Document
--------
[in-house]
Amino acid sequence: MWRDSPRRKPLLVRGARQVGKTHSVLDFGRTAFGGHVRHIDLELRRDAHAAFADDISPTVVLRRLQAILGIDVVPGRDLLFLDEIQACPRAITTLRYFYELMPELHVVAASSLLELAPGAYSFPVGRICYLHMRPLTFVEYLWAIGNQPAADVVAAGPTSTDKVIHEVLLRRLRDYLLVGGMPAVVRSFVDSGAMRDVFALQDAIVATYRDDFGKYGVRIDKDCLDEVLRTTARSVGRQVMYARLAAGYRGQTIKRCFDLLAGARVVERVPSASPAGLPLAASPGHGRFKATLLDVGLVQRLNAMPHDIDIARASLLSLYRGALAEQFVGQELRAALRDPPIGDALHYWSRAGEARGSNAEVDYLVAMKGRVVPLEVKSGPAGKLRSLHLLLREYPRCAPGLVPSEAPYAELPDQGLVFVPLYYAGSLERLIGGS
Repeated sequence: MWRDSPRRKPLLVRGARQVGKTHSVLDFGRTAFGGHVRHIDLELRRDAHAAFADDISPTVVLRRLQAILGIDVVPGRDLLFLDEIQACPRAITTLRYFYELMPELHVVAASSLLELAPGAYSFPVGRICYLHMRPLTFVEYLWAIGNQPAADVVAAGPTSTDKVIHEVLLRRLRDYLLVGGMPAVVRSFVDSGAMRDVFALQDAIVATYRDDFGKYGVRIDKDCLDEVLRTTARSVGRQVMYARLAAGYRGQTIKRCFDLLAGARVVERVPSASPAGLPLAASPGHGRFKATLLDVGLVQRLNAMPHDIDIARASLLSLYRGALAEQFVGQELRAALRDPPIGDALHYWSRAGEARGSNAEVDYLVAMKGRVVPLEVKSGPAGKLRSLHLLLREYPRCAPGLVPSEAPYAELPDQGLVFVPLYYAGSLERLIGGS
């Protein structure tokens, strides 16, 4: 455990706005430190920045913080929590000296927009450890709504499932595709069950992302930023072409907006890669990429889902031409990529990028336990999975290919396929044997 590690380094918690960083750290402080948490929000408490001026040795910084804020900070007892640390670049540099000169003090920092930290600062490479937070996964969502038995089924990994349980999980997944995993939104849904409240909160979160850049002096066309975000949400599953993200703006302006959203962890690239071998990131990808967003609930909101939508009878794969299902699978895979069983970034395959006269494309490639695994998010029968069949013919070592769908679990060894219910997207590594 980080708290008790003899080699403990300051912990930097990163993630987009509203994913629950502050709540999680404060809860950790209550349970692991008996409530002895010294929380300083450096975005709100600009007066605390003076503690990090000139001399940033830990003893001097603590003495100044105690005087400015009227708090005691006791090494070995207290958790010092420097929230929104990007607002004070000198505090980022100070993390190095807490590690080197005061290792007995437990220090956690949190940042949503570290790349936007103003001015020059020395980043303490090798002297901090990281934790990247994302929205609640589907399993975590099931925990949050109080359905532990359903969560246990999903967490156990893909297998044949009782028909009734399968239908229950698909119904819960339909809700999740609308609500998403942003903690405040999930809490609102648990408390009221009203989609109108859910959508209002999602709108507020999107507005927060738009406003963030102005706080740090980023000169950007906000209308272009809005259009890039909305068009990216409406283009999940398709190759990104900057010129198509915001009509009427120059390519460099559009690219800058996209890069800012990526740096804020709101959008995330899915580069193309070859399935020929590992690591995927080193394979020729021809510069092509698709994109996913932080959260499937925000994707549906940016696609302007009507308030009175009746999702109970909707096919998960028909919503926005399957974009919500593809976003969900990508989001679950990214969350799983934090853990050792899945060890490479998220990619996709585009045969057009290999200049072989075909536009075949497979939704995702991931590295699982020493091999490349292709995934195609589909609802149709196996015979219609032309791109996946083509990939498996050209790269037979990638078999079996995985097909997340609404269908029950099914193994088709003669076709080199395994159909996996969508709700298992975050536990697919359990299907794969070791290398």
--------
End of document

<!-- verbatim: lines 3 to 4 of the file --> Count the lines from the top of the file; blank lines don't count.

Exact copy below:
Repeated sequence: MWRDSPRRKPLLVRGARQVGKTHSVLDFGRTAFGGHVRHIDLELRRDAHAAFADDISPTVVLRRLQAILGIDVVPGRDLLFLDEIQACPRAITTLRYFYELMPELHVVAASSLLELAPGAYSFPVGRICYLHMRPLTFVEYLWAIGNQPAADVVAAGPTSTDKVIHEVLLRRLRDYLLVGGMPAVVRSFVDSGAMRDVFALQDAIVATYRDDFGKYGVRIDKDCLDEVLRTTARSVGRQVMYARLAAGYRGQTIKRCFDLLAGARVVERVPSASPAGLPLAASPGHGRFKATLLDVGLVQRLNAMPHDIDIARASLLSLYRGALAEQFVGQELRAALRDPPIGDALHYWSRAGEARGSNAEVDYLVAMKGRVVPLEVKSGPAGKLRSLHLLLREYPRCAPGLVPSEAPYAELPDQGLVFVPLYYAGSLERLIGGS
């Protein structure tokens, strides 16, 4: 455990706005430190920045913080929590000296927009450890709504499932595709069950992302930023072409907006890669990429889902031409990529990028336990999975290919396929044997 590690380094918690960083750290402080948490929000408490001026040795910084804020900070007892640390670049540099000169003090920092930290600062490479937070996964969502038995089924990994349980999980997944995993939104849904409240909160979160850049002096066309975000949400599953993200703006302006959203962890690239071998990131990808967003609930909101939508009878794969299902699978895979069983970034395959006269494309490639695994998010029968069949013919070592769908679990060894219910997207590594 980080708290008790003899080699403990300051912990930097990163993630987009509203994913629950502050709540999680404060809860950790209550349970692991008996409530002895010294929380300083450096975005709100600009007066605390003076503690990090000139001399940033830990003893001097603590003495100044105690005087400015009227708090005691006791090494070995207290958790010092420097929230929104990007607002004070000198505090980022100070993390190095807490590690080197005061290792007995437990220090956690949190940042949503570290790349936007103003001015020059020395980043303490090798002297901090990281934790990247994302929205609640589907399993975590099931925990949050109080359905532990359903969560246990999903967490156990893909297998044949009782028909009734399968239908229950698909119904819960339909809700999740609308609500998403942003903690405040999930809490609102648990408390009221009203989609109108859910959508209002999602709108507020999107507005927060738009406003963030102005706080740090980023000169950007906000209308272009809005259009890039909305068009990216409406283009999940398709190759990104900057010129198509915001009509009427120059390519460099559009690219800058996209890069800012990526740096804020709101959008995330899915580069193309070859399935020929590992690591995927080193394979020729021809510069092509698709994109996913932080959260499937925000994707549906940016696609302007009507308030009175009746999702109970909707096919998960028909919503926005399957974009919500593809976003969900990508989001679950990214969350799983934090853990050792899945060890490479998220990619996709585009045969057009290999200049072989075909536009075949497979939704995702991931590295699982020493091999490349292709995934195609589909609802149709196996015979219609032309791109996946083509990939498996050209790269037979990638078999079996995985097909997340609404269908029950099914193994088709003669076709080199395994159909996996969508709700298992975050536990697919359990299907794969070791290398």